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Legalization could also add thousands of jobs, the study shows.

By Christine Stuart, CTNewsJunkie.com

Before COVID-19, one of the big pushes at the state Capitol was the legalization and sale of cannabis, and a new study by the Connecticut Center for Economic Analysis says by authorizing it, the state could collect nearly $1 billion in tax revenue within five years.

The report found that over the first five years of sales, legalization will also bring $784 to $952 million in new tax revenue for the state and $71 million in cannabis taxes for municipalities. In a single year — the fifth year of sales — legalization would result in $188 to $223 million in cannabis tax revenue for the state and $21.4 million for municipalities.

UConn Economist Fred Carstensen, who authored the report, said that legalization will benefit Connecticut at a time when it needs the revenue. It’s a sentiment shared by many lawmakers who have been pushing both for legalization of marijuana and sports betting.

“Connecticut residents overwhelmingly support legalization because it will bring needed public health and public safety regulation to an illegal, underground industry in our state,” Rep. Josh Elliott, D-Hamden, said. “The time to act is now in order to maximize our potential to grow jobs and our economy at a time when it is most needed.”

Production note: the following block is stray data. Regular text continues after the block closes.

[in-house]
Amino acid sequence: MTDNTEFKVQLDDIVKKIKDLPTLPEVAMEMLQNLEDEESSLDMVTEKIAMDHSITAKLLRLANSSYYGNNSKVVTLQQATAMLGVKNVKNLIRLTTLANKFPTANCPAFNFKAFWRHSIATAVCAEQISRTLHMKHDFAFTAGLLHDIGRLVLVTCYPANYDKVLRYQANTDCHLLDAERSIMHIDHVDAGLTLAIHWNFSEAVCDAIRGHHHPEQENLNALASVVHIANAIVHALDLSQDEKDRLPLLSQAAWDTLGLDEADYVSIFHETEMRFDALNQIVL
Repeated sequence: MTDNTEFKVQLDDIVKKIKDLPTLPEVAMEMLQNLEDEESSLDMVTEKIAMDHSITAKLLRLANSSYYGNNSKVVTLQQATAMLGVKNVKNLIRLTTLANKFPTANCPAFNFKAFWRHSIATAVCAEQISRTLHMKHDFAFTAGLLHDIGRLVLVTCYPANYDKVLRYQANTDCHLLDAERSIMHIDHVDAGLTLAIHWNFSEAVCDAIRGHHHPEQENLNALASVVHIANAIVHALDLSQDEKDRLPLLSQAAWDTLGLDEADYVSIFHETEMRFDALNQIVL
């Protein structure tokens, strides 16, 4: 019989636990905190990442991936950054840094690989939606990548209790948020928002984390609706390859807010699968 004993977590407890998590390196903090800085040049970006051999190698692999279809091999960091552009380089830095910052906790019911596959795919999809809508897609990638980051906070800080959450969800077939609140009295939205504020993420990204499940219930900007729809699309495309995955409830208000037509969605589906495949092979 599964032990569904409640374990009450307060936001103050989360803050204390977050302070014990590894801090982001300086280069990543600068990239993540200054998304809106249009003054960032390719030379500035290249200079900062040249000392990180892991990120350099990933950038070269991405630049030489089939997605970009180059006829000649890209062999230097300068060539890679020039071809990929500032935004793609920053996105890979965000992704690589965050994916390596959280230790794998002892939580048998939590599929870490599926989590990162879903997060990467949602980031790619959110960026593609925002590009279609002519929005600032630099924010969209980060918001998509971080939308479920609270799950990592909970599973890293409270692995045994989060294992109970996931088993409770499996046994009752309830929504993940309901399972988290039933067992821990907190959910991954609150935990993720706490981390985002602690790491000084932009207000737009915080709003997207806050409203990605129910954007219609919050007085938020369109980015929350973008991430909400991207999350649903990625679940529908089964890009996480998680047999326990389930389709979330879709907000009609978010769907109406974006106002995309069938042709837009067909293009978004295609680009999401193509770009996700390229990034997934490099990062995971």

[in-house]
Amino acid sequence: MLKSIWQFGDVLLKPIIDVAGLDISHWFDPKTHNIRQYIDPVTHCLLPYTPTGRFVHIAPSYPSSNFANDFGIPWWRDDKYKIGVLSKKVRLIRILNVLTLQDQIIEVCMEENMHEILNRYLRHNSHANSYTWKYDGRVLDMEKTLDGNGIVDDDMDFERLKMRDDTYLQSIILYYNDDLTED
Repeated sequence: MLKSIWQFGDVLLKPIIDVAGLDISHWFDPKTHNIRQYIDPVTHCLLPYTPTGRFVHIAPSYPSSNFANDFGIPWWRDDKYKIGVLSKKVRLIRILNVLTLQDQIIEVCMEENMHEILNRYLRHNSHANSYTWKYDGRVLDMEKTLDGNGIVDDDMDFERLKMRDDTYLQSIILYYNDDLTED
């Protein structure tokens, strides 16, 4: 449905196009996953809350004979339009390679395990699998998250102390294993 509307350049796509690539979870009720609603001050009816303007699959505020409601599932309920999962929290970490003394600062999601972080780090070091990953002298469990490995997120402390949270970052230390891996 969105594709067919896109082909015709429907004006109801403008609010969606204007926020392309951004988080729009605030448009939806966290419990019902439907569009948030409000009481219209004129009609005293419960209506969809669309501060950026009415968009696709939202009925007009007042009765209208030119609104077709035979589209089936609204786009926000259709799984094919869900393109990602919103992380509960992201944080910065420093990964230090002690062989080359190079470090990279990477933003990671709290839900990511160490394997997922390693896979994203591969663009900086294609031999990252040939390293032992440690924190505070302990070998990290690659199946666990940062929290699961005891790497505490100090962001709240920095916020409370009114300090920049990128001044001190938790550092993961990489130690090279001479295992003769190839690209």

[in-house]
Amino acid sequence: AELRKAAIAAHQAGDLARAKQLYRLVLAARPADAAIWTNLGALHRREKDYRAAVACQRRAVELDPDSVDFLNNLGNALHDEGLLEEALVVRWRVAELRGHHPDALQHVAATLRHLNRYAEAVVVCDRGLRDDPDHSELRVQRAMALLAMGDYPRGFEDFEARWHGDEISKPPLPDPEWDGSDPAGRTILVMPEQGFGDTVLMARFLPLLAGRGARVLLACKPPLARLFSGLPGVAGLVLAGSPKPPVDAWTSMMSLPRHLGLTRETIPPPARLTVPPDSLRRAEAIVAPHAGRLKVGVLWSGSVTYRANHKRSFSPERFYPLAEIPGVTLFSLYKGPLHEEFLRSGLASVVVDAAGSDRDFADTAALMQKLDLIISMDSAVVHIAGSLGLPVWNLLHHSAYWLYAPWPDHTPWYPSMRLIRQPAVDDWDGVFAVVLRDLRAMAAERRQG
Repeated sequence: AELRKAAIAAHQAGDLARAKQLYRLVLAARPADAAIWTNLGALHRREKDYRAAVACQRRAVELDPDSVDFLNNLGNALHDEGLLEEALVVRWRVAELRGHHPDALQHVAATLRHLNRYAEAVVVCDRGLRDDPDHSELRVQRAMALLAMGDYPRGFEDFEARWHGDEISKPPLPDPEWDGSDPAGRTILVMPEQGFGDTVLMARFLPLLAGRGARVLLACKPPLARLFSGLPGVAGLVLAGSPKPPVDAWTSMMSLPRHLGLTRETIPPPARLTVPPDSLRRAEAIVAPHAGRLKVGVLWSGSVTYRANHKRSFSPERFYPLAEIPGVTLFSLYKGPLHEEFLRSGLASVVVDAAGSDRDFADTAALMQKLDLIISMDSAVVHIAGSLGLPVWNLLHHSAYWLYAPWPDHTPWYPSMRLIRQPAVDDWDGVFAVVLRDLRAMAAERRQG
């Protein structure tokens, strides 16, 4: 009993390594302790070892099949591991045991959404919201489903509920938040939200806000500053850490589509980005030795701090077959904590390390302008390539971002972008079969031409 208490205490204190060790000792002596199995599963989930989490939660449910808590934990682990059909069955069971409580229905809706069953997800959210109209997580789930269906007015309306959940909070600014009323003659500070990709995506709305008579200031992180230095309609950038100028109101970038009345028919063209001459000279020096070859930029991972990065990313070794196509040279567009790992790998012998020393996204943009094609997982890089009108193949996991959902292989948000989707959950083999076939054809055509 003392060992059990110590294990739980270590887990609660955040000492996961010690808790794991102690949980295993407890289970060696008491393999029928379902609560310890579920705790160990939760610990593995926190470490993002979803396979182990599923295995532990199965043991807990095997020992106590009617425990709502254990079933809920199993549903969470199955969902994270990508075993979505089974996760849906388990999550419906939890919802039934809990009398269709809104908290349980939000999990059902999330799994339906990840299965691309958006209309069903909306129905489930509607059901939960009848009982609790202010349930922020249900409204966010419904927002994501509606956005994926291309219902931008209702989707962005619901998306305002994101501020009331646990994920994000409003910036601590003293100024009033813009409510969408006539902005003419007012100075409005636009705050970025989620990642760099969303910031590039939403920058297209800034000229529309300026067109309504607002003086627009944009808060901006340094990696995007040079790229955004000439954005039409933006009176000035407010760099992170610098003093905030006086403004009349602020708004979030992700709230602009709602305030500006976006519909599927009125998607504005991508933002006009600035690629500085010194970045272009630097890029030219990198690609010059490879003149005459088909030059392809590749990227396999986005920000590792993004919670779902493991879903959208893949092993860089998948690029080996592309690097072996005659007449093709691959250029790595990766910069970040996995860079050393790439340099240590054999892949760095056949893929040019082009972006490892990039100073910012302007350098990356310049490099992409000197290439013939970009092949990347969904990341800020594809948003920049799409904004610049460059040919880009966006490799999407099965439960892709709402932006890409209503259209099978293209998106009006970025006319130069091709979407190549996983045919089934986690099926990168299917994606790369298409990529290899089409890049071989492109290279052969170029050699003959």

In addition to revenues, legalization is expected to increase employment opportunities.

Courtesy image

The study found legalization could add more than 16,000 jobs to Connecticut’s economy in five years.

“No matter which tax regime the state chooses and no matter how it spends the new revenues, legalization will generate significant job creation, strong growth in GDP and hundreds of millions in new tax revenues,” Carstensen wrote. “In the face of the challenge of recovering from the COVID-19 pandemic, legalization offers a path to strong recovery.”

Gov. Ned Lamont proposed his own legislation earlier this year to legalize cannabis.

“Cannabis currently, and will be increasingly, available to residents of Connecticut,” Lamont testified. “While I do not believe that cannabis is a riskless drug, I do believe our state is better off developing a well-regulated market for cannabis that continues to rely on the black market.”

No cannabis legalization bill has ever made it to the floor of the Connecticut House or Senate, but even opponents of legalization felt 2020 would be a tough fight for them because of the governor’s support.

The report was funded by the Marijuana Policy Project, a nonprofit which advocates for legalization.

Republished with permission from CTNewsJunkie.com, all rights reserved.

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